Figure 2. CT scan of abdomen, showing splenic laceration, extensive subcapsular haematoma and free fluid in the abdomen
Splenic rupture is not uncommon after abdominal trauma. In contrast, atraumatic or spontaneous rupture of the spleen is rare, but still can be life threatening. The lack of a previous history of significant trauma can result in delayed diagnosis and poor patient outcomes. A review of the literature for atraumatic splenic rupture identified two systematic reviews consisting of 845 and 613 cases each. The first review reported mortality rates of 12.2% in this cohort of patients. It identified age of more than 40 years, splenomegaly and neoplastic disorders as risk factors associated with high mortality.
Renzulli et al. found that in the vast majority of cases (93%), despite the absence of compatible history, there were either one or more aetiological factors that predisposed to splenic rupture. In most cases, the underlying cause was not found until after presentation at hospital. All such causes were divided into six major groups, namely (in order of frequency): neoplastic disorders; infectious disorders; inflammatory non-infectious disorders; drug and treatment-related disorders; normal spleen; and mechanical disorders.
Among medications, although there are cases of splenic rupture reported following granulocyte colony-stimulating factors (GCSF), anticoagulants are usually the most common offenders. Several cases of spontaneous splenic rupture have been reported with unfractionated heparin, low molecular weight heparin, warfarin and novel oral anticoagulants[5,6] in a previously described normal spleen. As expected, thrombolytic therapy, including both streptokinase and recombinant tissue plasminogen activator, have also been implicated. Our literature search identified only two case reports[8,9] attributing dual antiplatelet therapy (aspirin with ticagrelor and aspirin with clopidogrel) to spontaneous splenic rupture.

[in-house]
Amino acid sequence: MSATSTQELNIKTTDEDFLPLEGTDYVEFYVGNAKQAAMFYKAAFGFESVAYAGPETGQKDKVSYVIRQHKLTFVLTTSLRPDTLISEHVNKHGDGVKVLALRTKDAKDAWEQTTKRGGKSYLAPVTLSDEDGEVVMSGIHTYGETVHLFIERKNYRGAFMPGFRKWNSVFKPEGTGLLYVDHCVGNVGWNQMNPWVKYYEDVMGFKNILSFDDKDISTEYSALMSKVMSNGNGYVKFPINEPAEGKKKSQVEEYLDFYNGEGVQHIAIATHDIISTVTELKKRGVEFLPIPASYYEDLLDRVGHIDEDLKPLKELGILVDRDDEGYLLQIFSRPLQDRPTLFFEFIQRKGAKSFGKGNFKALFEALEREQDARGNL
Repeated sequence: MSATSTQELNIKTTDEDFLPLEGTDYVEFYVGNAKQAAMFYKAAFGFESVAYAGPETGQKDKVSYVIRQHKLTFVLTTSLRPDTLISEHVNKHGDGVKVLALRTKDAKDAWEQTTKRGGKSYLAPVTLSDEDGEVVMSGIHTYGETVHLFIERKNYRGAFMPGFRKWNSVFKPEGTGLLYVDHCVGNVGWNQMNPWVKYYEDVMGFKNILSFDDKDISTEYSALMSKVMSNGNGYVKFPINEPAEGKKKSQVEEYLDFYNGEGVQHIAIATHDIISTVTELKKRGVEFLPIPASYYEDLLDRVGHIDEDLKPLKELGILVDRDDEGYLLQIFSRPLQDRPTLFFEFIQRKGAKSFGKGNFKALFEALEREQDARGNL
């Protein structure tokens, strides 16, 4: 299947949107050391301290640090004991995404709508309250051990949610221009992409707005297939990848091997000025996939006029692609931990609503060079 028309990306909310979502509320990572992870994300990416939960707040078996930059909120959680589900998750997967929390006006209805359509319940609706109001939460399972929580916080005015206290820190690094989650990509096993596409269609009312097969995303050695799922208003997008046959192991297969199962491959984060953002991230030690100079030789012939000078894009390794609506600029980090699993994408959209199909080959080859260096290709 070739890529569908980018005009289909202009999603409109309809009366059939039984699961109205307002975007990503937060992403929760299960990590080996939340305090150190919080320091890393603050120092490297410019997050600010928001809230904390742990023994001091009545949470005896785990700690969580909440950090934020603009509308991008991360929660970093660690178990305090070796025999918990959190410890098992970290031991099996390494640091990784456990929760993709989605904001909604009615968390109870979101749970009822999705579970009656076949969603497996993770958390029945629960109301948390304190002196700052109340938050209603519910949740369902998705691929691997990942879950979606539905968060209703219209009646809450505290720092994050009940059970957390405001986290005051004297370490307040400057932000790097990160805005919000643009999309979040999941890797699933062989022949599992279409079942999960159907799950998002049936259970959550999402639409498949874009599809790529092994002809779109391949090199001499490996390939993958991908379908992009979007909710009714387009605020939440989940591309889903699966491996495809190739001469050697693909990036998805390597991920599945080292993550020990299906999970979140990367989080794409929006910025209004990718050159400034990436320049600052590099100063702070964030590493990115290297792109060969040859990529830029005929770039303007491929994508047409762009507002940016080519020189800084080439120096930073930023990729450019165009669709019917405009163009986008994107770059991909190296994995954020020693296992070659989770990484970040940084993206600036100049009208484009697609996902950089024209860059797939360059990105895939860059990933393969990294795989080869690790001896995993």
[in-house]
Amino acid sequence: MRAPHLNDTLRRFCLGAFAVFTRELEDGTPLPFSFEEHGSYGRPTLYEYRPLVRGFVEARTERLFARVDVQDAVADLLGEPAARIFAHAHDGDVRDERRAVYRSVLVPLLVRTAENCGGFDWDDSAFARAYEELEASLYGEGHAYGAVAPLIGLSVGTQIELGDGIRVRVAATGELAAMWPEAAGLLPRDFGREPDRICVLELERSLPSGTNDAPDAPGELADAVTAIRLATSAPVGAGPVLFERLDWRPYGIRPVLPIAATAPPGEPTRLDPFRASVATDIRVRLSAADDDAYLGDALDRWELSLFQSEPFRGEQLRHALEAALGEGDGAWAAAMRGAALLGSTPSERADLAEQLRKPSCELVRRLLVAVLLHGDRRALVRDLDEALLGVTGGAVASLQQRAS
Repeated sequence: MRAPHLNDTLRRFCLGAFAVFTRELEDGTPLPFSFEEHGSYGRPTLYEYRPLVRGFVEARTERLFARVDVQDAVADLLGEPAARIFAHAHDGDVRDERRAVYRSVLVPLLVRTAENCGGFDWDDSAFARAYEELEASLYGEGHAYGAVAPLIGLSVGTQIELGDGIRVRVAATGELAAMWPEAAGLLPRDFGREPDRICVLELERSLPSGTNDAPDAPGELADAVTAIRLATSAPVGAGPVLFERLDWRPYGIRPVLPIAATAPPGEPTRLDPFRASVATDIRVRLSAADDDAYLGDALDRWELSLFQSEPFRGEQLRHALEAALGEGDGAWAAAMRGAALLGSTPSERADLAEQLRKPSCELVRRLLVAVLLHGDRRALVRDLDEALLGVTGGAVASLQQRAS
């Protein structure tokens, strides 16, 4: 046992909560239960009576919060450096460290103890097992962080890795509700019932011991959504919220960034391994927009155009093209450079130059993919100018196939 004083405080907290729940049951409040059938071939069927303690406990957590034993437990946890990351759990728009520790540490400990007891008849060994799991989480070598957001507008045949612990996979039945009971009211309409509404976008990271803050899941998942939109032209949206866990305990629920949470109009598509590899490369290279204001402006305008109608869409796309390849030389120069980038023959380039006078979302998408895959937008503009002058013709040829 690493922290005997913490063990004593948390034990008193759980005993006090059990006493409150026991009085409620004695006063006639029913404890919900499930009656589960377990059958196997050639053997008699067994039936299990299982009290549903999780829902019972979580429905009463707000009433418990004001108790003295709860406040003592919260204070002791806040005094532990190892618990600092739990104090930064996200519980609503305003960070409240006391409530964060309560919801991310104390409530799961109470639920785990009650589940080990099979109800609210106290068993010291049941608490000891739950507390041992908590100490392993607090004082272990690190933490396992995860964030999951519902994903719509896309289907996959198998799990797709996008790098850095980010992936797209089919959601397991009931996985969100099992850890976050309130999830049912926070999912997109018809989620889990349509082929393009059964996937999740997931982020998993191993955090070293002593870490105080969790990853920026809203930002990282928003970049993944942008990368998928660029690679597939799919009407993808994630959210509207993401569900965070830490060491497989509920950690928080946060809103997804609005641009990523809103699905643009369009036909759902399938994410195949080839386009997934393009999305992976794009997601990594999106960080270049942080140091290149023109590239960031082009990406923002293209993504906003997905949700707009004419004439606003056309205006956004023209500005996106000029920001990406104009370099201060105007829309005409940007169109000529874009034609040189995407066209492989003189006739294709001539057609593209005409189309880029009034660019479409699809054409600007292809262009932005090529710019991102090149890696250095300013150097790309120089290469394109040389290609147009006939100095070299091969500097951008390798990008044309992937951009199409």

The data available in the literature with regard to management of atraumatic splenic rupture is very limited. Treatment options do not differ from cases of blunt abdominal trauma; however, such patients are significantly more likely to undergo splenectomy than if their rupture had been of traumatic aetiology. Renzulli et al.’s review concluded that patients with non-malignant aetiology could be treated conservatively, with organ-preserving surgery or transcatheter arterial embolisation. However, they recommended surgical removal for patients with malignant aetiologies. Overall, the patient’s full clinical picture, haemodynamic stability, grade of splenic injury, and the presence or absence of peritonitis should be considered. For patients who are not fit for general anaesthesia, conservative or less invasive management is the only option. Our case highlights the role of antiplatelet therapy and their association with spontaneous splenic rupture in the absence of any other risk factors described above.